Mitchell economy’s grade: B-Mitchell’s economy needs more high-paying manufacturing and professional service jobs, according to a study released Thursday morning. Sioux Falls v. Sioux City case study illuminates model.
By: Tom Lawrence, The Daily Republic
Mitchell’s economy needs more high-paying manufacturing and professional service jobs, according to a study released Thursday morning.
But a thriving farm economy and solid retail and tourism-related businesses mean the area is on the rise after some challenging years, according to consultant Ralph Brown, of Vermillion. The annual total income now tops $1 billion divided among more than 16,000 workers in Davison and Hanson counties, Brown said. The two counties make up the Mitchell Micropolitan Statistical Area, which is used in economic reports from the government.
Brown said the area’s economy is driven by export-based businesses. That means they send products and services out of the area and bring new dollars back.
Manufacturing, construction, industrial, medical, information services and other high-tech, professional jobs bring the most new dollars into the community, he said.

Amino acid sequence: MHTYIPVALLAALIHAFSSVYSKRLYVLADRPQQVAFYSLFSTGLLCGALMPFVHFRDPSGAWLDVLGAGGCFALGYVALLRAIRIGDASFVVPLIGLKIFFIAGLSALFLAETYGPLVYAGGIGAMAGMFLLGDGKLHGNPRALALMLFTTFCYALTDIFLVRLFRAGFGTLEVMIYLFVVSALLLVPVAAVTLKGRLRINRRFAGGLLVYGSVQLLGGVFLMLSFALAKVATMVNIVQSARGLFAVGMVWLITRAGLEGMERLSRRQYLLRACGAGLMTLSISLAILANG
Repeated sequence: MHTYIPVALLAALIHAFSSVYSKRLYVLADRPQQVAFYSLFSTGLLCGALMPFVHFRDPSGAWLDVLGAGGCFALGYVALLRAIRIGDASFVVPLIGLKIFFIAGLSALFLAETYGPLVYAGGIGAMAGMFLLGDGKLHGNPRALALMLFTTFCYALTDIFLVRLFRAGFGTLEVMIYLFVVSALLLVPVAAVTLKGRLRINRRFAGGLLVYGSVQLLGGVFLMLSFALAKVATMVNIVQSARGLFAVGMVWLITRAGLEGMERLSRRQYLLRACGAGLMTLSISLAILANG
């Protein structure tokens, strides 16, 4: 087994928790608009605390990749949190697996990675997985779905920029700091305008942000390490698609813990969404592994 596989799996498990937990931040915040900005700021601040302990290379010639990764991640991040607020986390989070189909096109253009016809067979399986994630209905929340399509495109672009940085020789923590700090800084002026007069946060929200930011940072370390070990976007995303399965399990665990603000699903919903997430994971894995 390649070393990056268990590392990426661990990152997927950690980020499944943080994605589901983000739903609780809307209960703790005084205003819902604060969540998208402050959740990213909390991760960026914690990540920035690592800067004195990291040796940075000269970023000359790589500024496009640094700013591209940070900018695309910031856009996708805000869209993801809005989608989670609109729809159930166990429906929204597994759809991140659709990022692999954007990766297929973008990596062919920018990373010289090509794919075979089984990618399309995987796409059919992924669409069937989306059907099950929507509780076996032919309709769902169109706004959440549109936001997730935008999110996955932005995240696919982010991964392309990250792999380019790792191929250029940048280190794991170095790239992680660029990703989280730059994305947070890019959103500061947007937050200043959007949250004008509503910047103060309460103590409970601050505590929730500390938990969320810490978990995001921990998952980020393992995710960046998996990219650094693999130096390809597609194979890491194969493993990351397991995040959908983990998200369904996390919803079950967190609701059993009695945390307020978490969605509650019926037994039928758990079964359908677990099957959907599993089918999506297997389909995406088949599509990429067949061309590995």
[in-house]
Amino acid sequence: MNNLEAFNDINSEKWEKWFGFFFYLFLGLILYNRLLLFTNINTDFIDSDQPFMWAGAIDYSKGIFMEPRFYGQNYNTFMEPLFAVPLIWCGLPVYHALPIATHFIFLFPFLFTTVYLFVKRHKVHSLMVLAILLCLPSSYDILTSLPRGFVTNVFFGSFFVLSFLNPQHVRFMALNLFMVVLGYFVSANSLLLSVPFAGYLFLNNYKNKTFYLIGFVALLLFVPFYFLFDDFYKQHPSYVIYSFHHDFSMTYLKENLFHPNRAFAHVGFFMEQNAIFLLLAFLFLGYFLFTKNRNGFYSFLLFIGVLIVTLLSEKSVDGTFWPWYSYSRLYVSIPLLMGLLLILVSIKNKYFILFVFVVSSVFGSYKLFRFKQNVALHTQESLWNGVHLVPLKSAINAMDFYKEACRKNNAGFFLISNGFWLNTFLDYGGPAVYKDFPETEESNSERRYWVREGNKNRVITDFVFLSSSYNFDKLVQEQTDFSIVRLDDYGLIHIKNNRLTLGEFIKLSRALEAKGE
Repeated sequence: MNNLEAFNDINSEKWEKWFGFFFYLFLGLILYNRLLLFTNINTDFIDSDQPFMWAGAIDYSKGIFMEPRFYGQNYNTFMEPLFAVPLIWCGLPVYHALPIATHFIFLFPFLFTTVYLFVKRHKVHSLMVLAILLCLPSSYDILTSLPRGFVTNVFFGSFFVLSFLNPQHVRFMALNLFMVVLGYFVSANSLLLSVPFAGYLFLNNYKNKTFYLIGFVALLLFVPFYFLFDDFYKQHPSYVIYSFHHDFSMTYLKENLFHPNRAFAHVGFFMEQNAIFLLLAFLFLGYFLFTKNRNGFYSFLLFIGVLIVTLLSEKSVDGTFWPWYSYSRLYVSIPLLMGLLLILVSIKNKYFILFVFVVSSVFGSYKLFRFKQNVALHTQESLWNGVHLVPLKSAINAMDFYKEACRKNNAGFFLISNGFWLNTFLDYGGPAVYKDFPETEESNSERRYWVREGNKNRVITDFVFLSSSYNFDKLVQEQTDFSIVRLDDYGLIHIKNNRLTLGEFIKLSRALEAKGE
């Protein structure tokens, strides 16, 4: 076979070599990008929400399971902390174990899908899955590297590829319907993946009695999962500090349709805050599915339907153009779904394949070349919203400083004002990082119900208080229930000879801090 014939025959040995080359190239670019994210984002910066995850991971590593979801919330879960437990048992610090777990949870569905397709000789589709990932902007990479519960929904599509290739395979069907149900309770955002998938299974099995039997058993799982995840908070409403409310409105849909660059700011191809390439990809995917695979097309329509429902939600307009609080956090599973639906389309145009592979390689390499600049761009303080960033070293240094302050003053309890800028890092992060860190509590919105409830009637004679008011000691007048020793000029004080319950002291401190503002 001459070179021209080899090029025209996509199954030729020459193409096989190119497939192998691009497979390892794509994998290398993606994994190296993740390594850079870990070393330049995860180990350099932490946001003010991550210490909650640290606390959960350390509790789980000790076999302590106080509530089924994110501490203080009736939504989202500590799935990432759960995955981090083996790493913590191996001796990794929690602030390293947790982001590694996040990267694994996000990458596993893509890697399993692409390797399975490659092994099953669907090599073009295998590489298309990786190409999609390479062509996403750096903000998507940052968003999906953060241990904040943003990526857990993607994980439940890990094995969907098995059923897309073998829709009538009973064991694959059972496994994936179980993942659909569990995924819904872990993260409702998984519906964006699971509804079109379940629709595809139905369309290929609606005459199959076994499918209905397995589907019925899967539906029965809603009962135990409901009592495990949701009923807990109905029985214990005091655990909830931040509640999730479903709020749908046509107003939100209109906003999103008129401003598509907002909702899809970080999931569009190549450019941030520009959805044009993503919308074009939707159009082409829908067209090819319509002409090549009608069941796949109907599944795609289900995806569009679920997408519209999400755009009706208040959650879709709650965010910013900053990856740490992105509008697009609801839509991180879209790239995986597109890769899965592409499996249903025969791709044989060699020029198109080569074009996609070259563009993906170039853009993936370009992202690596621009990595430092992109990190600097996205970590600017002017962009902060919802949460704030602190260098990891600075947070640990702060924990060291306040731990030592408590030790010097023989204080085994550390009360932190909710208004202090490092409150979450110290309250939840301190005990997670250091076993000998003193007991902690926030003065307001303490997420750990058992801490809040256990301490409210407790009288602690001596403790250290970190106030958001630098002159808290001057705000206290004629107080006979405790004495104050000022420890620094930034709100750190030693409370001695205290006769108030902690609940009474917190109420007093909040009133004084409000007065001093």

Brown said retail and tourism businesses have a definite value, especially for locals who rely on them to provide an enjoyable quality of life.
For the most part, Brown said, Mitchell’s economy is in good shape: “I’d say B-minus.”
Brown said Mitchell is like the rest of the state and the nation as they emerge from the so-called Great Recession that struck in 2008.
“They’re not at their peak at the moment,” he said. “There’s room for improvement, room for growth.”
Brown examined personal income for the Mitchell Economic Development Corp. The data came from the U.S. Bureau of Economic Analysis and is from 2010, but it is still valid, Brown said. Sales and property taxes were not evaluated, he said, since they are byproducts of personal income.